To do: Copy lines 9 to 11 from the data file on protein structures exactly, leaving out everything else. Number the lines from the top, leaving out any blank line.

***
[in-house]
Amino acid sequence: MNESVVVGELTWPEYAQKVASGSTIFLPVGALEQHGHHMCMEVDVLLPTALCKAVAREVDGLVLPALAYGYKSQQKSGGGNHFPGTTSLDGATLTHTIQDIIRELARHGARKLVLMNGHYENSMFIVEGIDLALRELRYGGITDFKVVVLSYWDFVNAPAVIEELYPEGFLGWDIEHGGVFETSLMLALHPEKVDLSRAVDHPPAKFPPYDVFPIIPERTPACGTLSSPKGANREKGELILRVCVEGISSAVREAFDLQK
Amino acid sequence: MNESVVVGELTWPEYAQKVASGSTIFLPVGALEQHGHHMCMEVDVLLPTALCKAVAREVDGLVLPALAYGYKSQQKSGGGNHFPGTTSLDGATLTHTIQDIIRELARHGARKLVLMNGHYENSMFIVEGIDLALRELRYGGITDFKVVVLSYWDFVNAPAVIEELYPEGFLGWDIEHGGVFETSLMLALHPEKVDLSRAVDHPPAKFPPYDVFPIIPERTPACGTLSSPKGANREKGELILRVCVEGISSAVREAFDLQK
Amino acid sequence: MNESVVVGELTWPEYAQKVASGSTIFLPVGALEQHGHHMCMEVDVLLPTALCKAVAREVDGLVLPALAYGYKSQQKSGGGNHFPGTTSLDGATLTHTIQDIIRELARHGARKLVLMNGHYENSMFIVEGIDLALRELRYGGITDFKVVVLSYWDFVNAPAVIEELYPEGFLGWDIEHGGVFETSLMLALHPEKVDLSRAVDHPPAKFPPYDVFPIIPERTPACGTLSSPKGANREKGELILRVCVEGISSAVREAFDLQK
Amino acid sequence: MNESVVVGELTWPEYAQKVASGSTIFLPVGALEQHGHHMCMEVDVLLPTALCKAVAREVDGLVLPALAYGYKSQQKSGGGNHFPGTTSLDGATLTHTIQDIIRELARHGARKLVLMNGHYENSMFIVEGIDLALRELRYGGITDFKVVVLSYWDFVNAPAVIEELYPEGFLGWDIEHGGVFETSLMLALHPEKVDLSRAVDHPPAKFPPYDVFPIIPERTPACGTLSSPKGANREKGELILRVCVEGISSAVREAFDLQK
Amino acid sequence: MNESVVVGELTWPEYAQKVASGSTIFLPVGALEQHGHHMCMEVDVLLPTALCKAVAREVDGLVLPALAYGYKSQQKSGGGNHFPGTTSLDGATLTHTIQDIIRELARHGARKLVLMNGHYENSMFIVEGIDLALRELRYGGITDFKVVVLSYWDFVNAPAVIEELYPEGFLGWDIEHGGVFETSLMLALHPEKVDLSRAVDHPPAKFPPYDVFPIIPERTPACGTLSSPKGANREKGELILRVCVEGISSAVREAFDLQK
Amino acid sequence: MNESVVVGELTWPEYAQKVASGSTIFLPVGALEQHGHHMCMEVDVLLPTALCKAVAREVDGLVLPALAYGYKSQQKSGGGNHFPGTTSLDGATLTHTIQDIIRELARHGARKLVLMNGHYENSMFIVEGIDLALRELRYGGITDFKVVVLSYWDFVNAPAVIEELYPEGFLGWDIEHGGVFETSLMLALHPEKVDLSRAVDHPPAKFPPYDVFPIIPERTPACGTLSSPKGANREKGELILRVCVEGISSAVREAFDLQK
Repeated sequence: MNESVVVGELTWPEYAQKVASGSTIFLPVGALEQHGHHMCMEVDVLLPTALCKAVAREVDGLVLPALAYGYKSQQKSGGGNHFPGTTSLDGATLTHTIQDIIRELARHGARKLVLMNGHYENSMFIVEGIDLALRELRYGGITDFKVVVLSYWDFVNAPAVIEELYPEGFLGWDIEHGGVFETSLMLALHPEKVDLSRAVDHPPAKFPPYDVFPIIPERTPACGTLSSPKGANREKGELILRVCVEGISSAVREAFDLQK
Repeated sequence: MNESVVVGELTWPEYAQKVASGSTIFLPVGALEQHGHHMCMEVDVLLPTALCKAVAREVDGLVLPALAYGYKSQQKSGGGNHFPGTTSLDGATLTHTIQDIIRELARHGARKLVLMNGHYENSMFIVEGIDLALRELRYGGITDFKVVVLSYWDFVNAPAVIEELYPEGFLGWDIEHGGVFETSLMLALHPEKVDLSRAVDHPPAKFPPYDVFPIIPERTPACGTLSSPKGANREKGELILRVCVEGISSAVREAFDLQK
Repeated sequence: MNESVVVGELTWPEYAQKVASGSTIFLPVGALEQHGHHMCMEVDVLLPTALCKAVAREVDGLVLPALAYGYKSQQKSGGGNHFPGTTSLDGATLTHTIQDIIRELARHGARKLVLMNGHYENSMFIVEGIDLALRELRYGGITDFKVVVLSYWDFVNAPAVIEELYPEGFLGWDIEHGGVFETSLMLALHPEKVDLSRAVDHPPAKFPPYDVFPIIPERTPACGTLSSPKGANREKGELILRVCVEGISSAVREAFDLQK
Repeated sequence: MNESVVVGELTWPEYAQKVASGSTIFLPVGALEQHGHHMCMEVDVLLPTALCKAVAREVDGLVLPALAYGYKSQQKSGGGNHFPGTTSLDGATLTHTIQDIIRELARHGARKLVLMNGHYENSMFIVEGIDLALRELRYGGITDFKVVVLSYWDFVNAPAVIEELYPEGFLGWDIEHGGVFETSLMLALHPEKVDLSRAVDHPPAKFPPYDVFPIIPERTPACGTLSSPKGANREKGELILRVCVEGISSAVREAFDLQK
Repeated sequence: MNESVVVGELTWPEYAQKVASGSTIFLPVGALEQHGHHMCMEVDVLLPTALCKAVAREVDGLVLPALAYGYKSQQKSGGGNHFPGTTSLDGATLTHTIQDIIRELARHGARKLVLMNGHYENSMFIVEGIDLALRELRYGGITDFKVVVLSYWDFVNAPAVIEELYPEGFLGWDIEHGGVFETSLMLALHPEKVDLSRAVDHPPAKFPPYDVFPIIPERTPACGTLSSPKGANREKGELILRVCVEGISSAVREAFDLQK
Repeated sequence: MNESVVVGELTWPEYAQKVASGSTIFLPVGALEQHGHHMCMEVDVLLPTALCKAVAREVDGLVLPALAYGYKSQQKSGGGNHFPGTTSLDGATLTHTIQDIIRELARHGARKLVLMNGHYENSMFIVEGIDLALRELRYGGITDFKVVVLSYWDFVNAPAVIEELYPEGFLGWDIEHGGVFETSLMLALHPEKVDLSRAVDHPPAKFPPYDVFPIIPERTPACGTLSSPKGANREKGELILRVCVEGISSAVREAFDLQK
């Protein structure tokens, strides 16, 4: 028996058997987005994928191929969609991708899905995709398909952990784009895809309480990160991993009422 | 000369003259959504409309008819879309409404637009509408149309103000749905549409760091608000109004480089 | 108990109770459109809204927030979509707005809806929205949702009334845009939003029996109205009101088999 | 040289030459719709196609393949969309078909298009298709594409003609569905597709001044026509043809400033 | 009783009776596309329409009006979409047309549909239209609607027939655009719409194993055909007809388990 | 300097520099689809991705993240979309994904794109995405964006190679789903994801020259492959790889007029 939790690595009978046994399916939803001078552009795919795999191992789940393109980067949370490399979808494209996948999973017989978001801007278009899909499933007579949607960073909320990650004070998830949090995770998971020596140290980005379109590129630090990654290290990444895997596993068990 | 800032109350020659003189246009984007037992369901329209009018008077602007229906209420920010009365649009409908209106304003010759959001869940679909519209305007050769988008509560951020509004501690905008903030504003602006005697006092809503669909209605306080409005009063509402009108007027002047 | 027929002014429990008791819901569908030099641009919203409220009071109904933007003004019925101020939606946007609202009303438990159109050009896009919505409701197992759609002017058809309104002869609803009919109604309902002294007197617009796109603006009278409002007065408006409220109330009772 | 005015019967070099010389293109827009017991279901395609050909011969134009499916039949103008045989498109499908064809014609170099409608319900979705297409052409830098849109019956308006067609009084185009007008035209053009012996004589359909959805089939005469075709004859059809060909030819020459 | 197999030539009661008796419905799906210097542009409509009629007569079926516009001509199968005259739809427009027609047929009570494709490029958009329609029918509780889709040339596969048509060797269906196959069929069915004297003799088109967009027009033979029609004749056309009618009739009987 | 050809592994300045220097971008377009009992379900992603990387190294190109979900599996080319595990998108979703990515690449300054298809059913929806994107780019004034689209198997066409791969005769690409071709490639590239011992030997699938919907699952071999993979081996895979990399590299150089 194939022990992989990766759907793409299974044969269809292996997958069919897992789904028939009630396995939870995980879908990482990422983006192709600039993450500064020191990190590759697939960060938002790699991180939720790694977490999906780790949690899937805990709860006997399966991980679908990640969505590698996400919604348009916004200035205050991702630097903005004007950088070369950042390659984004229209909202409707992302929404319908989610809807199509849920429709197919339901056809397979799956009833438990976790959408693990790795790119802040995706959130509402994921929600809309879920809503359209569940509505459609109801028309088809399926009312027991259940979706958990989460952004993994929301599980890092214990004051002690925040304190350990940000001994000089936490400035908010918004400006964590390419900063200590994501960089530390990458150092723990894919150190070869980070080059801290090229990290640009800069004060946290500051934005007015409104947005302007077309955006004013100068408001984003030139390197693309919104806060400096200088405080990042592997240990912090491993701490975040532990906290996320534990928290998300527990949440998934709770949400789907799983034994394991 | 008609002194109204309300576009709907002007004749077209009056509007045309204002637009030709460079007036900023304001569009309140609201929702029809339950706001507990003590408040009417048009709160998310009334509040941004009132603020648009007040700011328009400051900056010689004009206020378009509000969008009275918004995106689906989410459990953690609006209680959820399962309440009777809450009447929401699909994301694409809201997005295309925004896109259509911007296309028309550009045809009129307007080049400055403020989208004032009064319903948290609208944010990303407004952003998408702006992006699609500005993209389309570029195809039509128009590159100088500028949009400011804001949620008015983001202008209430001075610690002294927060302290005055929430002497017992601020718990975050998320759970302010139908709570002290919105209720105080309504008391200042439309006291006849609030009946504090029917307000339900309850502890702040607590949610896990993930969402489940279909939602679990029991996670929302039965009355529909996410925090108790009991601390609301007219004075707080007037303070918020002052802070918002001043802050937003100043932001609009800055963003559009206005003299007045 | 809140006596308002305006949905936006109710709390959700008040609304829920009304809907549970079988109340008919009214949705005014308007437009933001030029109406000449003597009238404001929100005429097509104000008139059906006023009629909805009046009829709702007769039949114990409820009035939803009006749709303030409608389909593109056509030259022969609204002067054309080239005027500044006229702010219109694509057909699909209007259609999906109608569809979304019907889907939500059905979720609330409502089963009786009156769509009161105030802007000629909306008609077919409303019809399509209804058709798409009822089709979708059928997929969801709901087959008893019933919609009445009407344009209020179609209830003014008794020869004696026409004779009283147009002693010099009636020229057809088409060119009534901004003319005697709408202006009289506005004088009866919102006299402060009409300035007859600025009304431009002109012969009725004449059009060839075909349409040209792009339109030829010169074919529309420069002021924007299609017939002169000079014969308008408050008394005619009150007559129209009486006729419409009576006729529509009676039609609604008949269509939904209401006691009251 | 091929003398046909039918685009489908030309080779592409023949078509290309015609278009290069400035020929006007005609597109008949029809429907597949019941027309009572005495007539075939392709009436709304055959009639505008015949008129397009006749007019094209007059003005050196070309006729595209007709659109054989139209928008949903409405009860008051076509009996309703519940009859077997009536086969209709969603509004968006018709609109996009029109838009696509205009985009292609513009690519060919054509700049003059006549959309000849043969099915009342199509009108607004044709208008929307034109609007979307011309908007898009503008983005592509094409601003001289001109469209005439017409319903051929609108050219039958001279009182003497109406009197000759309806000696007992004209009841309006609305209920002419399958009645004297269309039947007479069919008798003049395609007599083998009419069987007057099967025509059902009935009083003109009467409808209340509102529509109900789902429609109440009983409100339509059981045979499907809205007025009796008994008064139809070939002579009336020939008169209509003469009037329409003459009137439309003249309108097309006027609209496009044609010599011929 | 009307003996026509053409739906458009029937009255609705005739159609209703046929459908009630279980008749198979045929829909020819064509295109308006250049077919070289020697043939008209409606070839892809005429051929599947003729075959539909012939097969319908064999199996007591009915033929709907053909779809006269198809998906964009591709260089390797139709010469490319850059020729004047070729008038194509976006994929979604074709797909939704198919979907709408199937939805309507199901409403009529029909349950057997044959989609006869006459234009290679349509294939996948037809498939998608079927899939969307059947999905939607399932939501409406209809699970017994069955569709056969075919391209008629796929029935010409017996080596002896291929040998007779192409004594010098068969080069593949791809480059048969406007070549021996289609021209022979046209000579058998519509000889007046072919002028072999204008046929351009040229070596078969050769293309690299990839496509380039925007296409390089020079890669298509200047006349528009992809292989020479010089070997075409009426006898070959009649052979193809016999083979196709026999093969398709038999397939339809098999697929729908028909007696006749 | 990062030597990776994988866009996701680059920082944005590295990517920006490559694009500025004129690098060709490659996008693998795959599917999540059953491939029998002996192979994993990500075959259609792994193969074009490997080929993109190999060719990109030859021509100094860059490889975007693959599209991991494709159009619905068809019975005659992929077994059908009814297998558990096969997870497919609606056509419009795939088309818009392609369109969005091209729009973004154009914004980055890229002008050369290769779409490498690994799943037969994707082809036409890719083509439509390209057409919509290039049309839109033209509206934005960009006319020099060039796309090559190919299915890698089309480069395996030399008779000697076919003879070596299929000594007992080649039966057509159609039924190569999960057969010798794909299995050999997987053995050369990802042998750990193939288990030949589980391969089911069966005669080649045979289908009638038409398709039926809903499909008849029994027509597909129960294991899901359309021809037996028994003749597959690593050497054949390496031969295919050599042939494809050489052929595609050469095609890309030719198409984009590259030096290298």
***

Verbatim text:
Repeated sequence: MNESVVVGELTWPEYAQKVASGSTIFLPVGALEQHGHHMCMEVDVLLPTALCKAVAREVDGLVLPALAYGYKSQQKSGGGNHFPGTTSLDGATLTHTIQDIIRELARHGARKLVLMNGHYENSMFIVEGIDLALRELRYGGITDFKVVVLSYWDFVNAPAVIEELYPEGFLGWDIEHGGVFETSLMLALHPEKVDLSRAVDHPPAKFPPYDVFPIIPERTPACGTLSSPKGANREKGELILRVCVEGISSAVREAFDLQK
Repeated sequence: MNESVVVGELTWPEYAQKVASGSTIFLPVGALEQHGHHMCMEVDVLLPTALCKAVAREVDGLVLPALAYGYKSQQKSGGGNHFPGTTSLDGATLTHTIQDIIRELARHGARKLVLMNGHYENSMFIVEGIDLALRELRYGGITDFKVVVLSYWDFVNAPAVIEELYPEGFLGWDIEHGGVFETSLMLALHPEKVDLSRAVDHPPAKFPPYDVFPIIPERTPACGTLSSPKGANREKGELILRVCVEGISSAVREAFDLQK
Repeated sequence: MNESVVVGELTWPEYAQKVASGSTIFLPVGALEQHGHHMCMEVDVLLPTALCKAVAREVDGLVLPALAYGYKSQQKSGGGNHFPGTTSLDGATLTHTIQDIIRELARHGARKLVLMNGHYENSMFIVEGIDLALRELRYGGITDFKVVVLSYWDFVNAPAVIEELYPEGFLGWDIEHGGVFETSLMLALHPEKVDLSRAVDHPPAKFPPYDVFPIIPERTPACGTLSSPKGANREKGELILRVCVEGISSAVREAFDLQK